The United States was hit by a wave of corporate scandals that crested between late 2001 and the end of 2002. Some were traditional scandals involving insiders looting company assets - the most prominent being Tyco, HealthSouth, and Adelphia. But most were what might be called "financial scandals": attempts by an issuer to maximize the market price of its securities by creating misimpressions as to what its future cash flows were likely to be. Enron and WorldCom were the most spectacular examples of these financial scandals. In scores of additional cases, the companies involved and their executives were sued by the ...


Too Close For Comfort: The Potential Dilemma Facing The Securities And Exchange Commission And The Public Accounting Oversight Board, David H. Roberts Apr 2008

Too Close For Comfort: The Potential Dilemma Facing The Securities And Exchange Commission And The Public Accounting Oversight Board, David H. Roberts

Pace Law Review

No abstract provided.


Proxy Contests In An Era Of Increasing Shareholder Power: Forget Issuer Proxy Access And Focus On E-Proxy, Jeffrey N. Gordon Mar 2008

Proxy Contests In An Era Of Increasing Shareholder Power: Forget Issuer Proxy Access And Focus On E-Proxy, Jeffrey N. Gordon

Vanderbilt Law Review

The current debate over shareholder access to the issuer's proxy statement for the purpose of making director nominations is both overstated in its importance and misses the serious issue in question. The Securities and Exchange Commission's ("SEC's") new e- proxy rules, which permit reliance on proxy materials posted on a website, should substantially reduce the production and distribution cost differences between a meaningful contest waged via the issuer's proxy and a freestanding proxy solicitation. No matter which avenue is used, however, the serious question relates to the appropriate disclosure required of a shareholder nominator. Should the ...


The Lead Plaintiff Provisions Of The Pslra After A Decade, Or "Look What's Happened To My Baby", Elliott J. Weiss Mar 2008

The Lead Plaintiff Provisions Of The Pslra After A Decade, Or "Look What's Happened To My Baby", Elliott J. Weiss

Vanderbilt Law Review

In 1995, my colleague John Beckerman and I had an experience shared by very few legal academics. We mailed the galley proofs of an article that we had written to the staff of a Senate Committee and then saw the Committee, the Senate, and the full Congress enact into law a bill that included all of the recommendations in our article. The article was Let the Money Do the Monitoring: How Institutional Investors Can Reduce Agency Costs in Securities Class Actions; the law was the Private Securities Litigation Reform Act of 1995 ("PSLRA"). The relevant provisions of the PSLRA, now ...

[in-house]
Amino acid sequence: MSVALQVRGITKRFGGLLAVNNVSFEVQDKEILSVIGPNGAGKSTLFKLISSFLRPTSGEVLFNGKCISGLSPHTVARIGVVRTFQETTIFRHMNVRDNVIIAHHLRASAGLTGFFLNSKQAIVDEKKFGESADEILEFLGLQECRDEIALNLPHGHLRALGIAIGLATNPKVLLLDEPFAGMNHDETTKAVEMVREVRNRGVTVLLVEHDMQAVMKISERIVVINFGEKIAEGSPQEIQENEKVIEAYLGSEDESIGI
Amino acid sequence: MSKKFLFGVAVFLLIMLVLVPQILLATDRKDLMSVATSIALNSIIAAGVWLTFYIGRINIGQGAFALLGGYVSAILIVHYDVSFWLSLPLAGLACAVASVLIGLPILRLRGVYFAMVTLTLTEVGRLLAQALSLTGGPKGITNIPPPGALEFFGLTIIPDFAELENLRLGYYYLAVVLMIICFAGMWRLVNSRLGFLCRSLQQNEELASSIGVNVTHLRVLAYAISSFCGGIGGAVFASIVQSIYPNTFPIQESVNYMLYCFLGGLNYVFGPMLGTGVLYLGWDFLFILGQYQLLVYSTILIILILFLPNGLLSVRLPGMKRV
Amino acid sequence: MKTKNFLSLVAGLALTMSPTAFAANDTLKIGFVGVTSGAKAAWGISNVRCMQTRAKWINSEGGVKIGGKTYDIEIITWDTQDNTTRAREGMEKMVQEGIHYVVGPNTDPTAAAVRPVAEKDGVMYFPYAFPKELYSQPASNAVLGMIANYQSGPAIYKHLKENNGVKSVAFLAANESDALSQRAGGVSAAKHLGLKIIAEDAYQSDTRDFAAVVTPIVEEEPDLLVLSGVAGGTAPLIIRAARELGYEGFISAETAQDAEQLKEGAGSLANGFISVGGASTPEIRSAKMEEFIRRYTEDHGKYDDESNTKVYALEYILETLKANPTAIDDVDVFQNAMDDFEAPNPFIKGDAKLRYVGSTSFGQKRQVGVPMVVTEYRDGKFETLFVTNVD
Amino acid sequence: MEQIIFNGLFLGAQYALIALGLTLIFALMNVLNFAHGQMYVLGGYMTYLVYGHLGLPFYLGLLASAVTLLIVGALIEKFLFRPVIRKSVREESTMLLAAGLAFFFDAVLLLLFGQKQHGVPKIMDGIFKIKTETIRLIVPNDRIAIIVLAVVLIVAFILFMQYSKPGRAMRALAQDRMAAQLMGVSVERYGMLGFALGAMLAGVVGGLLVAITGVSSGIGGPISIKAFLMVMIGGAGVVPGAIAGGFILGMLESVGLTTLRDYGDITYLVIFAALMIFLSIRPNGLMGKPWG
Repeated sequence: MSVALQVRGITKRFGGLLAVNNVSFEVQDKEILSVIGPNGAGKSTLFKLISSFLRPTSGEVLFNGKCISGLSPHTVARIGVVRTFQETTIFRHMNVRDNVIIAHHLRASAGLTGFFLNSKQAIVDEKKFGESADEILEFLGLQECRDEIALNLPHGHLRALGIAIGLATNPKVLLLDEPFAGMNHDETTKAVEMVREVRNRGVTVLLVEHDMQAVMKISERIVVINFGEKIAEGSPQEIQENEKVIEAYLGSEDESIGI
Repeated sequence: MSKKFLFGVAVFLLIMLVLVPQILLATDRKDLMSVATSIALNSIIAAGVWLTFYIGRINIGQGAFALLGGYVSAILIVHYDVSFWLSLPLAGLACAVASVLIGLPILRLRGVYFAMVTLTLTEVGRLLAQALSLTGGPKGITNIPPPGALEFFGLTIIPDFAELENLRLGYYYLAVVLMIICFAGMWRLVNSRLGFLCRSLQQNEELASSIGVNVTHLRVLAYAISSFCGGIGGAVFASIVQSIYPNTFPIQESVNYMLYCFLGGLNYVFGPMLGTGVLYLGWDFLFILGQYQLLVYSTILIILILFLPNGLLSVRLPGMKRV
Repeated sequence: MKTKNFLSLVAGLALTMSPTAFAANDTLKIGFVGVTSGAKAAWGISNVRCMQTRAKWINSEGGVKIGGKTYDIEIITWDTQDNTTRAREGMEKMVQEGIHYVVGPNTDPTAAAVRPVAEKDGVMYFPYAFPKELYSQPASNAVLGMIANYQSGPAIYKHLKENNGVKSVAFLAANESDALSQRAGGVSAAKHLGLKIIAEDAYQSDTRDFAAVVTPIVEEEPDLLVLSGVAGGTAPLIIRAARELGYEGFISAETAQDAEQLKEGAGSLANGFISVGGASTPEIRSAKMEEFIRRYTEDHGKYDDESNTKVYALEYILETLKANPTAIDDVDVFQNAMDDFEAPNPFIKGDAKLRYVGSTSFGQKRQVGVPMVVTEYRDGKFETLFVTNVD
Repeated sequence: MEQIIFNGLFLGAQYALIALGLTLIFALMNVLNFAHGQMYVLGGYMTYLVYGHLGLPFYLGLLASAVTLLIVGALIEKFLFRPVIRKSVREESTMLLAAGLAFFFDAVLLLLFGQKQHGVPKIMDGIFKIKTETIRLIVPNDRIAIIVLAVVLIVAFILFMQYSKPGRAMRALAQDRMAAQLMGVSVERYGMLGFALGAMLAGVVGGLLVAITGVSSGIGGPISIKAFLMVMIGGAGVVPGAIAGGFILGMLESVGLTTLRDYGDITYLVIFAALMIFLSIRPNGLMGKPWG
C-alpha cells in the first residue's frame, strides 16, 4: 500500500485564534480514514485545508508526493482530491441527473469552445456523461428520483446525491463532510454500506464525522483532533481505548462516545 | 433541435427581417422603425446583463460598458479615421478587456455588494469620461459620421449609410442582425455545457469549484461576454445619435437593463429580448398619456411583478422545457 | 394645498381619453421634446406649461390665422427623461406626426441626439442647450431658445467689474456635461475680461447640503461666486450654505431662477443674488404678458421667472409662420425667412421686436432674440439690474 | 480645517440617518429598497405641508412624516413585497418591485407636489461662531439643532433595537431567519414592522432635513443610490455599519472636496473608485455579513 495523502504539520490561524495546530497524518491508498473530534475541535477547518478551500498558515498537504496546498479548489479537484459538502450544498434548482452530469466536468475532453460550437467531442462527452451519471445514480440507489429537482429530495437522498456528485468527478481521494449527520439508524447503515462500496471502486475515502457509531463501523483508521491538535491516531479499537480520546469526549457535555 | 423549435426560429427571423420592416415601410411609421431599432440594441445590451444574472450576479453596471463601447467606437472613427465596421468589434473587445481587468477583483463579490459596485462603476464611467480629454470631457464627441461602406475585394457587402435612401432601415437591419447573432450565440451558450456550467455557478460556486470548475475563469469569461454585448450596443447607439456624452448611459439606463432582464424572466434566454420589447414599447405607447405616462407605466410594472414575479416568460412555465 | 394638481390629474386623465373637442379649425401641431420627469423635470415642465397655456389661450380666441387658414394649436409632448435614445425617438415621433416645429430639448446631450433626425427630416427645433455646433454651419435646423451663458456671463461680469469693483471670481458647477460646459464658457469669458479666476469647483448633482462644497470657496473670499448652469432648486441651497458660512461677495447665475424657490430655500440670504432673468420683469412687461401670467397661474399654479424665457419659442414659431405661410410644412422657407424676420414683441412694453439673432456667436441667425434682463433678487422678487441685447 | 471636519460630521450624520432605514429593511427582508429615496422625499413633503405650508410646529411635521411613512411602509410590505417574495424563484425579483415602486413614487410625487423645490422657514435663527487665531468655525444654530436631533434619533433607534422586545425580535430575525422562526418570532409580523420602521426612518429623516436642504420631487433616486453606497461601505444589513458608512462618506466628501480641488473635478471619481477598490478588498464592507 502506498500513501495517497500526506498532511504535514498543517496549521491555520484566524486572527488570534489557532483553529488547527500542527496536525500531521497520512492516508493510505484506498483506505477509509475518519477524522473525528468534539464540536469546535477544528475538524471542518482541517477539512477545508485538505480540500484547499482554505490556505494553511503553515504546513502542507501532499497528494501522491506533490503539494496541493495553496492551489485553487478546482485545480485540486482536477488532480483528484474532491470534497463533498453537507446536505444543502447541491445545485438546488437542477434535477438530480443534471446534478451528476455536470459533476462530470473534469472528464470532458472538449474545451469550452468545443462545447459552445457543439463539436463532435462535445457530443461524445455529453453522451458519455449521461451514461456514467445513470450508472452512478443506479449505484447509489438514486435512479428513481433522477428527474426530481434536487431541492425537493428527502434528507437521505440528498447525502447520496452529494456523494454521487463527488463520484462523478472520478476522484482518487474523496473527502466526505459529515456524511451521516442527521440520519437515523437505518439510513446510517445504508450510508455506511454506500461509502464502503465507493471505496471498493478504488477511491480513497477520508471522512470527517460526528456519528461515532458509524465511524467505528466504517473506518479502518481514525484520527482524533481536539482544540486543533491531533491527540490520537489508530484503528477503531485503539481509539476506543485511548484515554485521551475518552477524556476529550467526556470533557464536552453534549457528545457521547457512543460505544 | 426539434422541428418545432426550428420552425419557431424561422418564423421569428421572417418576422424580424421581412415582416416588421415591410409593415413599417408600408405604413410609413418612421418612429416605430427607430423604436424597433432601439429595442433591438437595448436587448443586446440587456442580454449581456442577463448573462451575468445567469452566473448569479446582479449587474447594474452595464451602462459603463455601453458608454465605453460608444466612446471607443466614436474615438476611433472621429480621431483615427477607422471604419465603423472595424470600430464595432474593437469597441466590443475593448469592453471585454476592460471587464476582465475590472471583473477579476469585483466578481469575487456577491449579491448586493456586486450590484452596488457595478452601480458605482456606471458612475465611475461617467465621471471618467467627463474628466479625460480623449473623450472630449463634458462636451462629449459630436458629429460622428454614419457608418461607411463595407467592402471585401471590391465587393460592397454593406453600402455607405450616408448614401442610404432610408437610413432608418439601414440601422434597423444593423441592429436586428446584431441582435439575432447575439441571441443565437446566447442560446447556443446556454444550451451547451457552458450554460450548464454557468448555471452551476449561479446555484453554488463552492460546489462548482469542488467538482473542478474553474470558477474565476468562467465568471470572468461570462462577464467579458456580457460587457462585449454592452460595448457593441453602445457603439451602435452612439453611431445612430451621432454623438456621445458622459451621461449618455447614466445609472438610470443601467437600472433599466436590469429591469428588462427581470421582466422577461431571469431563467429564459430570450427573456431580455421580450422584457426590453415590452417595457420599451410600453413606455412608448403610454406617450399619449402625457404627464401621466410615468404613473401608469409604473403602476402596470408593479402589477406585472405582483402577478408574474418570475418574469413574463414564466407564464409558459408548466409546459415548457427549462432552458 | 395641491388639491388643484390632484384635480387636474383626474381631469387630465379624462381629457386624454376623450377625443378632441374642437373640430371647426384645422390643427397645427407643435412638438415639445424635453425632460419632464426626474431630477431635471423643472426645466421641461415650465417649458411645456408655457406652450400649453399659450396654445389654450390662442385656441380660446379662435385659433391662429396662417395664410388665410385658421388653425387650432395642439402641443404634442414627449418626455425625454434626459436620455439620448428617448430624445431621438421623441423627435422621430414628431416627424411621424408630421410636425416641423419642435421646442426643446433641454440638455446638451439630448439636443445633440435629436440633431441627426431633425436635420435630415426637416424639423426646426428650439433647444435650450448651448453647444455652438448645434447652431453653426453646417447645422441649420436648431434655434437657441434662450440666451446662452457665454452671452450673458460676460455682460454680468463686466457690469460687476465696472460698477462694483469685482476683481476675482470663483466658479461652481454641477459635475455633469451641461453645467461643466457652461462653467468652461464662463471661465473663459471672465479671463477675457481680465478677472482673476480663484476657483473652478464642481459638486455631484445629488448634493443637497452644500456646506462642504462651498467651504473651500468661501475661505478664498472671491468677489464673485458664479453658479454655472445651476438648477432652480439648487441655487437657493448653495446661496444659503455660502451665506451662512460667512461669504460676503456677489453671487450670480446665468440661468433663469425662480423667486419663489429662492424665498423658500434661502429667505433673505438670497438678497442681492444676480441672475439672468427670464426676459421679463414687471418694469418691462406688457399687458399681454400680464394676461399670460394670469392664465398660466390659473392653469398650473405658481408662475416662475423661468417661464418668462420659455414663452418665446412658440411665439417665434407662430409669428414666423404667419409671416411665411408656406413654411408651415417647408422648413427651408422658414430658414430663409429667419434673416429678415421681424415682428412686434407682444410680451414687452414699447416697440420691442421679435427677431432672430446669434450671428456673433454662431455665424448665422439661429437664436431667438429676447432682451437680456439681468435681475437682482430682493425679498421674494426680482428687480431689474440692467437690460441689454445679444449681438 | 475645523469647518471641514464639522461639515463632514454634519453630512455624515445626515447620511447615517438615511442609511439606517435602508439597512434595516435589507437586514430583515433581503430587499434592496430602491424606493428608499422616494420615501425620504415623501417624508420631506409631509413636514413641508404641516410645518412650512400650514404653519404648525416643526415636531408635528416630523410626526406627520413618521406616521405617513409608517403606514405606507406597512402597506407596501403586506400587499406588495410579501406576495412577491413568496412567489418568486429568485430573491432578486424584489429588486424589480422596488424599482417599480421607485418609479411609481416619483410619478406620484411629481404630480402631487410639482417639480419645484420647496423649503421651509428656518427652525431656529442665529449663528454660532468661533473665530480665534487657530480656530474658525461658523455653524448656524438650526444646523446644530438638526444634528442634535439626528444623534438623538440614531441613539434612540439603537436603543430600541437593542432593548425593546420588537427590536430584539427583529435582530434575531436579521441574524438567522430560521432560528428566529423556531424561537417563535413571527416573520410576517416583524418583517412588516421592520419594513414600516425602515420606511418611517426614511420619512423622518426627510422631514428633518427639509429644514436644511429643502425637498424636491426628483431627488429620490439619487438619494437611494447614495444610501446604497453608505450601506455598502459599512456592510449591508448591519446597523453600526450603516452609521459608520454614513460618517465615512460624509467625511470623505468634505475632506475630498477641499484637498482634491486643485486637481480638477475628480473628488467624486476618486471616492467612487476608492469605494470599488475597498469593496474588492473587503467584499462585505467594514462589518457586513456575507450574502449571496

There Are Plaintiffs And ... There Are Plaintiffs: An Empirical Analysis Of Securities Class Action Settlements, James D. Cox, Randall S. Thomas, Lynn Bai Mar 2008

There Are Plaintiffs And ... There Are Plaintiffs: An Empirical Analysis Of Securities Class Action Settlements, James D. Cox, Randall S. Thomas, Lynn Bai

Vanderbilt Law Review

Reform of the securities class action is once again the subject of national debate. The impetus for this debate is the reports of three different groups-the Committee on Capital Market Regulation,' the Commission on the Regulation of U.S. Capital Markets in the 21st Century, and McKinsey & Company.3 Each of the reports focuses on a single theme: how the contemporary regulatory culture places U.S. capital markets at a competitive disadvantage to foreign markets. While the reports target multiple regulatory forces in their calls for reform, each report singles out securities class actions as one of the prime villains ...